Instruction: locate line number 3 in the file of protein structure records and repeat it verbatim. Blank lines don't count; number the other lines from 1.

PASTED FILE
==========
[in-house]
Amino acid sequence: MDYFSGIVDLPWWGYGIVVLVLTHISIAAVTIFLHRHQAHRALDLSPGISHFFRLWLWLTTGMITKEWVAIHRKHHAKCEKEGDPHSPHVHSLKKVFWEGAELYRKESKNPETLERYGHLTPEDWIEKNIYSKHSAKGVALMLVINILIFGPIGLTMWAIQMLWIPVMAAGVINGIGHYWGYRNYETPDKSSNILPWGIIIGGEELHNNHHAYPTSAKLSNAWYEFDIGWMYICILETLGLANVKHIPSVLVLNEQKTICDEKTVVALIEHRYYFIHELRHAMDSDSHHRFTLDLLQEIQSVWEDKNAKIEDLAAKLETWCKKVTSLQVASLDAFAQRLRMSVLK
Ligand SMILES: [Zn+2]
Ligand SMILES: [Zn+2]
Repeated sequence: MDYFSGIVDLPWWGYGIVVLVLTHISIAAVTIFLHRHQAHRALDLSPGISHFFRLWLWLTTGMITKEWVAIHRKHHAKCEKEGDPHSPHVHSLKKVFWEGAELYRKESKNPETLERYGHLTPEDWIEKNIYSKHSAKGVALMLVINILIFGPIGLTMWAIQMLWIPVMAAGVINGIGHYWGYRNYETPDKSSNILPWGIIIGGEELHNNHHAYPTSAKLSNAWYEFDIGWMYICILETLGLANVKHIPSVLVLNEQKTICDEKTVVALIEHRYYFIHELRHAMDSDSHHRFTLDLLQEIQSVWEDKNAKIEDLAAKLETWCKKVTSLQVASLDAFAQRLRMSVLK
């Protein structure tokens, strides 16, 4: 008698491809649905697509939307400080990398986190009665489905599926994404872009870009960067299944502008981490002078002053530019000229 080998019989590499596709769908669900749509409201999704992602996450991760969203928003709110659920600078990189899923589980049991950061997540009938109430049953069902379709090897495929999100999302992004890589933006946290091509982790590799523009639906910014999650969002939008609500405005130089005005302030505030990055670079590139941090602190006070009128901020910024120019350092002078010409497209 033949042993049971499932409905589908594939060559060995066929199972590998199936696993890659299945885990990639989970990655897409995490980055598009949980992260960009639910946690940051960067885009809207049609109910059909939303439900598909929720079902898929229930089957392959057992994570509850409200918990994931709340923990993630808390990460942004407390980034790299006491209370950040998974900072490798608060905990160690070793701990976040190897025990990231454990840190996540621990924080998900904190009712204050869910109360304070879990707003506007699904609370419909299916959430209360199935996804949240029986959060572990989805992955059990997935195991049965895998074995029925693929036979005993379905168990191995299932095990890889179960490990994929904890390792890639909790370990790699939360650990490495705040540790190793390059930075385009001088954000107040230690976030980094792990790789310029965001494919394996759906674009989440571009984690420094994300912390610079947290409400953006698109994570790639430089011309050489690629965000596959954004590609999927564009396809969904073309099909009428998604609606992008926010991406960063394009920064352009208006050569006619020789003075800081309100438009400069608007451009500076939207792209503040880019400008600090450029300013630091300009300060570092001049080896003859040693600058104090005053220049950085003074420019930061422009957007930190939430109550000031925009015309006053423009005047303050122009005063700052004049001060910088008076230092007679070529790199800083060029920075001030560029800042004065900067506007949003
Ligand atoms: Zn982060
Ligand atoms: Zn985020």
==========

Ligand SMILES: [Zn+2]